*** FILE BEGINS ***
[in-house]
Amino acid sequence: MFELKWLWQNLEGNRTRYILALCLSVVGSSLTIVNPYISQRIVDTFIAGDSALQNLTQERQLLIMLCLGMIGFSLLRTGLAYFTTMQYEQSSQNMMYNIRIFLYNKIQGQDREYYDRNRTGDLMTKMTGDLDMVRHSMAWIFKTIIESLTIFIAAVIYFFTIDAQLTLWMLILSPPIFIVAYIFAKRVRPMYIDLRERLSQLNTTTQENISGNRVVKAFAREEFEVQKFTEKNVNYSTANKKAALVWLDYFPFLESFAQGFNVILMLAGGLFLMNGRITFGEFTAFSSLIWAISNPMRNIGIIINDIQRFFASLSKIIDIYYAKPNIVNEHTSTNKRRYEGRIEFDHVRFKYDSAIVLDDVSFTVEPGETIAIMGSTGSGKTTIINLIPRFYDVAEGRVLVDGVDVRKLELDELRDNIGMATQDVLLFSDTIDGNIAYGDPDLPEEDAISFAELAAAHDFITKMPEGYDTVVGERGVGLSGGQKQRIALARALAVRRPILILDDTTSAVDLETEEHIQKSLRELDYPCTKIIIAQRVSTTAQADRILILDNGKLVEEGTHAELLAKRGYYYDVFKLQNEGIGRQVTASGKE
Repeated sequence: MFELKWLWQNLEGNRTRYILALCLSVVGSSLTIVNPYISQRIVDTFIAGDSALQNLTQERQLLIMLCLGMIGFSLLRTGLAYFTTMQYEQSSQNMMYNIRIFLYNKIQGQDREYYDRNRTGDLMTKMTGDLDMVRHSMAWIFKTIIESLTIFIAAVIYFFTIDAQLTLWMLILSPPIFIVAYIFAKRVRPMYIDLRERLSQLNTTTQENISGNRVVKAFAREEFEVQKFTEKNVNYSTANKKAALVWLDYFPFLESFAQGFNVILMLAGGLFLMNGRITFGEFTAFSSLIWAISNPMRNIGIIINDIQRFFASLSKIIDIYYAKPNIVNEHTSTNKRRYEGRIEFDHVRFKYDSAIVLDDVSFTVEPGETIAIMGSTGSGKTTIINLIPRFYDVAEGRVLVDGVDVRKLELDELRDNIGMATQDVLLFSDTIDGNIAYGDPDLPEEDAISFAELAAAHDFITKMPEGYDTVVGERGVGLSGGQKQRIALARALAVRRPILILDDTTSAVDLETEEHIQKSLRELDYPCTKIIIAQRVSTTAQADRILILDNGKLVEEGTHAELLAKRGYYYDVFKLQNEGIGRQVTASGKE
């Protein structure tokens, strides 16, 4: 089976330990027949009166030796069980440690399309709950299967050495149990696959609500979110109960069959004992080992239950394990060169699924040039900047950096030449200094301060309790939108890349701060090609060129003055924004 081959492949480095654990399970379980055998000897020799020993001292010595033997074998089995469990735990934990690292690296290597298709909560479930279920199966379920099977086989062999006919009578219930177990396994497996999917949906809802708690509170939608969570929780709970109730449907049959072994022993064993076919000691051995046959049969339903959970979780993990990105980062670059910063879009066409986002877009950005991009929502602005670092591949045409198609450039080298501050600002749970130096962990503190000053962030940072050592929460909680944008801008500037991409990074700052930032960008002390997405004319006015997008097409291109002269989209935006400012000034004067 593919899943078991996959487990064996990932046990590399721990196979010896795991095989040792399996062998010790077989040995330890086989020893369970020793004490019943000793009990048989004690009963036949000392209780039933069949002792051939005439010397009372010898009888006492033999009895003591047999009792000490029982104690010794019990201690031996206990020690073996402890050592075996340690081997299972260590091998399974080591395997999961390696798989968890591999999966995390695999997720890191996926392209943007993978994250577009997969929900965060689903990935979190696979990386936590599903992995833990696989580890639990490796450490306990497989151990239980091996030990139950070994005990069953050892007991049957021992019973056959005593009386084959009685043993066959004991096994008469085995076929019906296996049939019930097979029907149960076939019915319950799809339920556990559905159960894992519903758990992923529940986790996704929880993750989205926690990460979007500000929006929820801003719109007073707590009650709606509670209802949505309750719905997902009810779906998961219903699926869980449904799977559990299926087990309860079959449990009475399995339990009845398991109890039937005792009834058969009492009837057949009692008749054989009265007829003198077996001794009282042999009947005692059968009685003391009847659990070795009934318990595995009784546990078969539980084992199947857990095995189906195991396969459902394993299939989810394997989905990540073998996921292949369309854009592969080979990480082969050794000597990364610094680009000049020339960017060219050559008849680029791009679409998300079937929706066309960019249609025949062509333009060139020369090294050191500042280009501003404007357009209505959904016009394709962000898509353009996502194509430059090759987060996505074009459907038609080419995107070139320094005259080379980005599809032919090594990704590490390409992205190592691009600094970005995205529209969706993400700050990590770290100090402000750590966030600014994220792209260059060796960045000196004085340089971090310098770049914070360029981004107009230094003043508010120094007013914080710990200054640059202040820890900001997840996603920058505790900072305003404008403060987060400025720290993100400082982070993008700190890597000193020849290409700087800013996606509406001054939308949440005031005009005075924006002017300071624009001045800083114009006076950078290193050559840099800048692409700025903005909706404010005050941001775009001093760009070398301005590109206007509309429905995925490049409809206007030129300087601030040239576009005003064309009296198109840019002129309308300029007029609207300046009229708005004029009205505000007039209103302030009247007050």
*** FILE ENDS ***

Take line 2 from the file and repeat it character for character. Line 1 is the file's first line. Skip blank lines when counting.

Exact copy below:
Amino acid sequence: MFELKWLWQNLEGNRTRYILALCLSVVGSSLTIVNPYISQRIVDTFIAGDSALQNLTQERQLLIMLCLGMIGFSLLRTGLAYFTTMQYEQSSQNMMYNIRIFLYNKIQGQDREYYDRNRTGDLMTKMTGDLDMVRHSMAWIFKTIIESLTIFIAAVIYFFTIDAQLTLWMLILSPPIFIVAYIFAKRVRPMYIDLRERLSQLNTTTQENISGNRVVKAFAREEFEVQKFTEKNVNYSTANKKAALVWLDYFPFLESFAQGFNVILMLAGGLFLMNGRITFGEFTAFSSLIWAISNPMRNIGIIINDIQRFFASLSKIIDIYYAKPNIVNEHTSTNKRRYEGRIEFDHVRFKYDSAIVLDDVSFTVEPGETIAIMGSTGSGKTTIINLIPRFYDVAEGRVLVDGVDVRKLELDELRDNIGMATQDVLLFSDTIDGNIAYGDPDLPEEDAISFAELAAAHDFITKMPEGYDTVVGERGVGLSGGQKQRIALARALAVRRPILILDDTTSAVDLETEEHIQKSLRELDYPCTKIIIAQRVSTTAQADRILILDNGKLVEEGTHAELLAKRGYYYDVFKLQNEGIGRQVTASGKE